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Nasal and Sinus Anatomy

The nose, nasal passages and the paranasal sinuses are important structures with many functions associated with comfort of breathing, protection from foreign substance, and sense of smell. The nose and nasal cavity are divided into two sides by a “wall” in the center of your nose, called the septum. The septum is composed of bone and cartilage that is covered by a mucus producing membrane called the mucosa. Each nostrils open into a nasal passage. Each of the two nasal passages has a centered wall (the septum) and a side wall which has boney projections called turbinates. Varying sized air containing chambers some of which resemble a honeycomb are situated behind the bones of the face are called the paranasal sinuses. These sinuses drain into the nasal passages. The roof of the paranasal sinuses is adjacent to skull base and their side walls are next to orbits (where the eyes reside). Five pairs of sinuses and three to four pairs of turbinates are typically present.

The five pairs of sinuses are named the:

  • Maxillary sinuses (in our cheeks below our eyes)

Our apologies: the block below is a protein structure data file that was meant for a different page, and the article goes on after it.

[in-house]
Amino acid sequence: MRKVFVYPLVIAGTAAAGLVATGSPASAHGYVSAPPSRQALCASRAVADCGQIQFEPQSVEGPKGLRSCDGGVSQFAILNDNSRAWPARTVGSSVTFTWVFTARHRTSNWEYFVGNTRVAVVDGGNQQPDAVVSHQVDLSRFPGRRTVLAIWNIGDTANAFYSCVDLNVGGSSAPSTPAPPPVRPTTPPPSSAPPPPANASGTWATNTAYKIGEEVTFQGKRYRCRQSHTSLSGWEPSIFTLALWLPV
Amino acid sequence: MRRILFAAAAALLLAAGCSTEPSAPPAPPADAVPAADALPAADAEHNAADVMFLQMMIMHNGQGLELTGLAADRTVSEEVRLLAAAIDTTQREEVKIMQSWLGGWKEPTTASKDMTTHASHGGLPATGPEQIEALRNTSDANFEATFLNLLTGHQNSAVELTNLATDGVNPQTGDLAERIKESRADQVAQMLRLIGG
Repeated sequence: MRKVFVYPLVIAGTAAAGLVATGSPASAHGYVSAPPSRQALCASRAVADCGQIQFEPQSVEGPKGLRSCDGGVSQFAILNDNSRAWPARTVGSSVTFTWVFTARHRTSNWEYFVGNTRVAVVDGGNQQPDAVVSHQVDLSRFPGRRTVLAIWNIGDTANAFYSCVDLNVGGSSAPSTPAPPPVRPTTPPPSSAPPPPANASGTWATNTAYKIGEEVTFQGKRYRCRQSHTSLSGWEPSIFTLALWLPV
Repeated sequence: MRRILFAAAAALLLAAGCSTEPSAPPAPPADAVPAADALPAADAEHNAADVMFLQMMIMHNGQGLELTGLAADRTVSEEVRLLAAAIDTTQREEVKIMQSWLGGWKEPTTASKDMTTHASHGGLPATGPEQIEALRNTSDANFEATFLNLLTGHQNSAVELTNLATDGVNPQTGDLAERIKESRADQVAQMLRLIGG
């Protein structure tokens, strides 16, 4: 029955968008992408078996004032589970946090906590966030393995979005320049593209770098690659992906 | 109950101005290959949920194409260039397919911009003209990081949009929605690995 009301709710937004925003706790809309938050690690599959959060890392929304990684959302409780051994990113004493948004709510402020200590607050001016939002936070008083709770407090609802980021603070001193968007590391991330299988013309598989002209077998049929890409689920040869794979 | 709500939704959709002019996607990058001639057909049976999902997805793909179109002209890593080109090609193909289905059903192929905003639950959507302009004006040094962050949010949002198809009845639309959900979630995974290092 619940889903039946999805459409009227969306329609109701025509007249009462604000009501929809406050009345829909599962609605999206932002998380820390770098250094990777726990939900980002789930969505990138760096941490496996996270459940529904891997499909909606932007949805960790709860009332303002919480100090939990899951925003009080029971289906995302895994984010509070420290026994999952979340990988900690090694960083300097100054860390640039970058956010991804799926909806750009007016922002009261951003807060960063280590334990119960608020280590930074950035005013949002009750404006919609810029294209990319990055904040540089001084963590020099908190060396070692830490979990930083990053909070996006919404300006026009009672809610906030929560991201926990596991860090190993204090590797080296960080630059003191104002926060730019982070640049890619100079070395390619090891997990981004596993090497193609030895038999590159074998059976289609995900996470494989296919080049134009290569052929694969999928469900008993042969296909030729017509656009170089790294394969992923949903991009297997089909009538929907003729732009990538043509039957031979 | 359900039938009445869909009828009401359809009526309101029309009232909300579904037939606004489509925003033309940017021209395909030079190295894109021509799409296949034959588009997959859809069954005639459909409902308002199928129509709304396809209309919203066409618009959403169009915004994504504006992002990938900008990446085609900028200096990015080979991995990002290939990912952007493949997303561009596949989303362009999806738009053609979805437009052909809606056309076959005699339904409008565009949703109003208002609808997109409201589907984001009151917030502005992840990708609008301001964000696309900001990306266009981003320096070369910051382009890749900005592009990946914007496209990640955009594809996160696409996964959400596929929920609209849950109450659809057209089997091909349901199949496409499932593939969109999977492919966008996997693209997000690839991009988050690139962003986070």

• Anterior ethmoid sinuses ( a honeycomb of small chambers between our eyes and below the skull base brain)
  • Posterior ethmoid sinuses ( honeycomb of sinuses just behind the anterior ethmoid sinuses)
  • Frontal sinuses in the forehead region
  • Sphenoid sinuses


Maxillary & Ethmoid Sinuses (blue); turbinate (round pink structures)


Sense of smell fibers (stippled white & yellow) reside on the middle & superior turbinate (st and mt)


Frontal sinus (dark pink top right) , Ant. ethmoid sinuses (green and yellow), Post. Ethmoid sinus (blue), sphenoid sinus (pink to left of blue)

The turbinates are named the:

  • Inferior turbinates – our tear ducts opens underneath this turbinate.
  • Middle turbinate – the frontal, anterior ethmoid, and maxillary sinuses drain adjacent to this.
  • Superior turbinate – lies just in front of the sphenoid sinus and the majority of our sense of smell fibers reside on it and on the septum across directly across from it.
  • Supreme turbinate – Occasionally these structures are present and are situated immediately behind the superior turbinates.

The paranasal sinuses connect with the nasal cavity via narrow openings called ostia that drain through channels adjacent to the turbinates. Air and mucus enter and exit to and from the sinus through these openings.